Earth is the third planet from the Sun, the densest planet in the Solar System, the largest of the Solar System's four terrestrial planets, and the only astronomical object known to harbor life.
According to evidence from radiometric dating and other sources, Earth was formed about 4.54 billion years ago. Earth gravitationally interacts with other objects in space, especially the Sun and the Moon. During one orbit around the Sun, Earth rotates about its own axis 366.26 times, creating 365.26 solar days or one sidereal year. Earth's axis of rotation is tilted 23.4° away from the perpendicular of its orbital plane, producing seasonal variations on the planet's surface with a period of one tropical year (365.24 solar days). The Moon is Earth's only permanent natural satellite. Its gravitational interaction with Earth causes ocean tides, stabilizes the orientation of Earth's rotational axis, and gradually slows Earth's rotational rate.
Earth's lithosphere is divided into several rigid tectonic plates that migrate across the surface over periods of many millions of years. 71% of Earth's surface is covered with water, with the remainder consisting of continents and islands that together have many lakes and other sources of water that contribute to the hydrosphere. Earth's polar regions are mostly covered with ice, including the Antarctic ice sheet and the sea ice of the Arctic ice pack. Earth's interior remains active with a solid iron inner core, a liquid outer core that generates the magnetic field, and a convecting mantle that drives plate tectonics.
Within its first billion years, life appeared in Earth's oceans and began to affect its atmosphere and surface, promoting the proliferation of aerobic as well as anaerobic organisms. Since then, the combination of Earth's distance from the Sun, its physical properties and its geological history have allowed life to thrive and evolve. The earliest undisputed life on Earth arose at least 3.5 billion years ago. Earlier physical evidence of life includes biogenic graphite in 3.7 billion-year-old metasedimentary rocks discovered in southwestern Greenland, as well as "remains of biotic life" found in 4.1 billion-year-old rocks in Western Australia. Earth's biodiversity has expanded continually except when interrupted by mass extinctions. Although scholars estimate that over 99% of all species of life (over five billion) that ever lived on Earth are extinct, there are still an estimated 10–14 million extant species, of which about 1.2 million have been documented and over 86% have not yet been described. Over 7.3 billion humans live on Earth and depend on its biosphere and minerals for their survival. Earth's human population is divided among about two hundred sovereign states which interact through diplomacy, conflict, travel, trade and communication media.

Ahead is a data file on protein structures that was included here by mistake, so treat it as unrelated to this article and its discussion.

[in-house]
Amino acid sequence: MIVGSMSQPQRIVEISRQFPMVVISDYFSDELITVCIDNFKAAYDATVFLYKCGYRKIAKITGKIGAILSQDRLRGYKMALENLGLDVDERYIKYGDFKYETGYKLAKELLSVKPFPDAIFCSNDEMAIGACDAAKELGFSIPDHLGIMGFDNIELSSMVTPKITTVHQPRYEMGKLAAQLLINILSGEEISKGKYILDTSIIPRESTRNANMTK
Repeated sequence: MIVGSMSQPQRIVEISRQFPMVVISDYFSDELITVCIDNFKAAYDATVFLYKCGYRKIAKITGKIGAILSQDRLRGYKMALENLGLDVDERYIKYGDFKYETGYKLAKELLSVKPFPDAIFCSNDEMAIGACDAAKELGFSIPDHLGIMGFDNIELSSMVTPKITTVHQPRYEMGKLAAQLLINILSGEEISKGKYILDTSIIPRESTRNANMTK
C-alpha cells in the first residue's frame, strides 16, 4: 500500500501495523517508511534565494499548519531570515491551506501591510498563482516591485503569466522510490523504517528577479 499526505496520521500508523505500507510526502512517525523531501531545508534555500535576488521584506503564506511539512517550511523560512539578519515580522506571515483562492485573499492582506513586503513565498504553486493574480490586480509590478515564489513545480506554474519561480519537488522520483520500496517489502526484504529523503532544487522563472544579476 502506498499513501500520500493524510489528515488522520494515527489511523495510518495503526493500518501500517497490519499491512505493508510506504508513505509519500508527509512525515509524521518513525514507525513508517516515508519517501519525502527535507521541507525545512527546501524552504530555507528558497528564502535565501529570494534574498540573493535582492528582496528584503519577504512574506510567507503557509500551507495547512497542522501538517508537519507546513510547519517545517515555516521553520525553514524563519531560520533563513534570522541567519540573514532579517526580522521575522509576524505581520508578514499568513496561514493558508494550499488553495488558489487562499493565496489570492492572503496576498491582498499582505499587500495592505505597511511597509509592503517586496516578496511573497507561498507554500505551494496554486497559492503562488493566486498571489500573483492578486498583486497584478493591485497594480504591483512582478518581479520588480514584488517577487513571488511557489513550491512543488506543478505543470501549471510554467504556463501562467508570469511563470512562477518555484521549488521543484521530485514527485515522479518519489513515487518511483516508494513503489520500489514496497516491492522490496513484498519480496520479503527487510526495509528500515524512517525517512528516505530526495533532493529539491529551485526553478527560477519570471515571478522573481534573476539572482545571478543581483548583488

Mercury is the smallest planet in the Solar System and the one closest to the Sun, with an orbital period of about 88 Earth days, which is much faster than any other planet in the Solar System. Seen from Earth, it appears to move around its orbit in about 116 days. It has no known natural satellites. It is named after the Roman deity Mercury, the messenger to the gods.
Partly because it has almost no atmosphere to retain heat, Mercury's surface temperature varies diurnally more than any other planet in the Solar System, ranging from 100 K (−173 °C; −280 °F) at night to 700 K (427 °C; 800 °F) during the day in some equatorial regions. The poles are constantly below 180 K (−93 °C; −136 °F). Mercury's axis has the smallest tilt of any of the Solar System's planets (about 1⁄30 of a degree). However, Mercury's orbital eccentricity is the largest of all known planets in the Solar System. At aphelion, Mercury is about 1.5 times as far from the Sun as it is at perihelion. Mercury's surface is heavily cratered and similar in appearance to the Moon, indicating that it has been geologically inactive for billions of years.
Mercury is tidally or gravitationally locked with the Sun in a 3:2 resonance, and rotates in a way that is unique in the Solar System. As seen relative to the fixed stars, it rotates on its axis exactly three times for every two revolutions it makes around the Sun. As seen from the Sun, in a frame of reference that rotates with the orbital motion, it appears to rotate only once every two Mercurian years. An observer on Mercury would therefore see only one day every two years.
Because Mercury orbits the Sun within Earth's orbit (as does Venus), it can appear in Earth's sky in the morning or the evening, but not in the middle of the night. Also, like Venus and the Moon, it displays a complete range of phases as it moves around its orbit relative to Earth. Although Mercury can appear as a bright object when viewed from Earth, its proximity to the Sun makes it more difficult to see than Venus. Two spacecraft have visited Mercury: Mariner 10 flew by in the 1970s; and MESSENGER, launched in 2004, orbited Mercury over 4,000 times in four years, before exhausting its fuel and crashing into the planet's surface on April 30, 2015.
Explanation from: https://en.wikipedia.org/wiki/Earth and https://en.wikipedia.org/wiki/Mercury